19. The implantable device of claim 17 further comprising flow regulation means coupled to said outlet.
20. The implantable device of claim 11 wherein said shape memory alloy comprises titanium/nickel.
Descripción
BACKGROUND OF THE INVENTION

This invention deals with implantable pumps and in particular an improvement in implantable pump reservoir technology.

Within the art there are a variety of medical devices, implanted in living bodies, used for the purpose of dispensing at very low flow rates medication from a reservoir to a remote site. Typical of such commercial products are the INFUSAID Models 100 and 400 devices. These devices employ a two-phase fluorocarbon as a constant pressure driving media for purposes of delivering the medication from the pump reservoir to the delivery site.

The technology of constructing such fluorocarbon based two-phase pump reservoirs is well known. Representative in the art are U.S. Pat. Nos. 3,731,681, 4,525,165, 4,626,244 and 4,838,887. Those patents are representative of a host of systems known in the art which all utilize a fluorocarbon fluid such as FREON (Trademark-DuPont) which is hermetically sealed between a metallic housing and a flexible bellows or diaphragm. The material of choice for the housing and diaphragm is titanium. A variable volume space is thus defined opposite the fluorocarbon and constitutes a pressurized drug reservoir.

This reservoir is connected to a flow control device such as capillary tube, peristaltic pump, positive displacement pump, valve/accumulator/valve assembly or other fluid metering device employed in such implantable pump systems.

In use, the device is placed in a body cavity and thus heated by internal heat. The liquid/vapor equilibrium of the fluorocarbon forces drug from the reservoir through the metering system at a rate which is proportional to or relatively independent from the pressure difference across the system. For example, flow through a capillary tube restrictor depends on this pressure differential whereas flow through a valve/accumulator/valve assembly does not. The output of the metering system is fed through a delivery path for infusion at a specific implant site.

The pump is generally refilled by the use of a septum causing the bellows or diaphragm to deflect and thus essentially recharge the driving fluid by recondensation of the fluorocarbon vapor.

These devices in actual commercial use have proven to be both reliable in construction and operation. One disadvantage, however, is that the liquid/vapor pump is typically affected by the fluorocarbon pressure's extreme sensitivity to body temperature. Additionally, the vapor propellent system is configured to physically isolate the movable surface of the drug reservoir thus constraining the reservoir pressure to be independent of ambient conditions. The reservoir pressures in such implantable pumps are thus "absolute" rather than "gauge". Such pumps are unable to compensate for changes in fluid pressure at the delivery site. This is a problem when a capillary tube is employed to measure the fluid. Flow rates through such long capillaries may vary by as much as 40% as a function of temperature and atmospheric pressure changes. Such variations in flow rate are well documented in the literature. For example. U.S. Pat. No. 4,299,220 defines an accumulator/regulator arrangement in conjunction with a constant flow reservoir to compensate for variations in pressure and temperature.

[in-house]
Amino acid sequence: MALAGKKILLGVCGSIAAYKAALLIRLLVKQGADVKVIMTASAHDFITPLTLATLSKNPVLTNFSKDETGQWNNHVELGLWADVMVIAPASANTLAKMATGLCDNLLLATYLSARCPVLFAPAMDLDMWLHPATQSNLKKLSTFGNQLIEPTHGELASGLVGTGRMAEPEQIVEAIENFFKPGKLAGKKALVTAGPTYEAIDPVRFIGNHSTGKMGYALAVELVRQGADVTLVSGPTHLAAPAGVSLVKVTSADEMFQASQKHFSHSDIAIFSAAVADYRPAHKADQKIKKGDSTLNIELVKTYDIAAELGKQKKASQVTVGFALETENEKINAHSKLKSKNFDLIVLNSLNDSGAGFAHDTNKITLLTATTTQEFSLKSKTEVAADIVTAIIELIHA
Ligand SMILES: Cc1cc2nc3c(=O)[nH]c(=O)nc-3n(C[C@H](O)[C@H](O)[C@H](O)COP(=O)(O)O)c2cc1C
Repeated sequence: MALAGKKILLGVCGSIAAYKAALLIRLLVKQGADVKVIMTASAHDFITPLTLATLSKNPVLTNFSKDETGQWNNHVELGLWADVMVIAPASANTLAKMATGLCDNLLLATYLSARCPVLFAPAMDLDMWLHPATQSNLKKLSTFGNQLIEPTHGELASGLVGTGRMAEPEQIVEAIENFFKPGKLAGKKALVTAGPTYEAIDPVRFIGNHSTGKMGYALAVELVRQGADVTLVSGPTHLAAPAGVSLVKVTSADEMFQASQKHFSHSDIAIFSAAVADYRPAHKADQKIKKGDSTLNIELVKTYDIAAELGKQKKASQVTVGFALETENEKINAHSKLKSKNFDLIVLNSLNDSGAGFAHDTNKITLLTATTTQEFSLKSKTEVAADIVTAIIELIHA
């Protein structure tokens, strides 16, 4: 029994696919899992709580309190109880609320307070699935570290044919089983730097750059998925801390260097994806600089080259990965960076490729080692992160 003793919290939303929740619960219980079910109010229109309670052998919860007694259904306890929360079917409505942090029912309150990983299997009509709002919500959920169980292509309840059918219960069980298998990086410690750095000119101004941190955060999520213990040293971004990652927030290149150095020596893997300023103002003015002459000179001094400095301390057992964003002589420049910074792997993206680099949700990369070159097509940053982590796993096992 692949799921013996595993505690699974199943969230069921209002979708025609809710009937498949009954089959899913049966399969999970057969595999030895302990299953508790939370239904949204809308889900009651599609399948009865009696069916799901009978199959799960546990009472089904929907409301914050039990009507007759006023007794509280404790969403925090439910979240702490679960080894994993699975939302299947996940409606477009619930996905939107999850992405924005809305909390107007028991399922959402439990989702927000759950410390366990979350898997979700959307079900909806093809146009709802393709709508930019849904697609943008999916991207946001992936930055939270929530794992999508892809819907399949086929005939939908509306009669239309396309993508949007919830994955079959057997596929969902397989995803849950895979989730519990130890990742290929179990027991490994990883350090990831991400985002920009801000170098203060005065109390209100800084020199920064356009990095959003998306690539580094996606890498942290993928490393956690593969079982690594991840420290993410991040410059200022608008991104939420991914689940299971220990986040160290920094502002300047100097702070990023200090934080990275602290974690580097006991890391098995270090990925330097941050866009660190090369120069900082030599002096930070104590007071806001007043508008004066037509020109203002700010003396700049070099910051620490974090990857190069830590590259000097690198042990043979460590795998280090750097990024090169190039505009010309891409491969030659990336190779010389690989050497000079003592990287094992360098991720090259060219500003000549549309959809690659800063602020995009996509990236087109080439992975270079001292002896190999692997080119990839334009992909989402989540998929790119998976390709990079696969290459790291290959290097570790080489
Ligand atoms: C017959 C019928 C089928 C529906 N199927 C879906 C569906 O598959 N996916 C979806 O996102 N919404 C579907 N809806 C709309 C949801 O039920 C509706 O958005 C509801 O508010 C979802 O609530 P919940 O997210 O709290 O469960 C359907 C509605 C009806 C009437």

Moreover, such systems are relatively expensive to construct. Not only is the cost of titanium very high, but the techniques required to hermetically seal the bellows/housing assembly make such pumps very expensive alternatives to other techniques of drug delivery.

One solution to these known deficiencies in prior art systems is set forth in U.S. Pat. No. 4,772,263. In accordance with the '263 patent, an implantable pump integrates the energy storage of a mechanical spring element with the pressure compensating capabilities of a movable reservoir surface. Consequently, a single element acts as a spring driven reservoir. Such a device maintains constant flow rate performance independent of temperature fluctuations and changes in atmospheric pressure.

However, one aspect of this system is that the volume of the spring material required to store pump energy be high with respect to the volume of infusate pumped. This requirement exists in such a system because the energy must be completely stored within the spring material and only a small fraction of the material can actually be used in a mechanically reversible manner (e.g., for metals) or the energy storage per unit volume is low (e.g., for elastomers). Such an inherent limitation in system design limits the design of an implantable pump system which requires minimal size yet at the same time maximum efficiency of the device volume.

SUMMARY OF THE INVENTION

Given the deficiencies of the prior art, it is an object of this invention to define an implantable pump reservoir which is insensitive to variations in body temperature yet self compensating for changes in atmospheric pressure.

Another object of this invention is to define an implantable pump reservoir that is volumetrically efficient by providing maximum reservoir volume as a function of total device volume.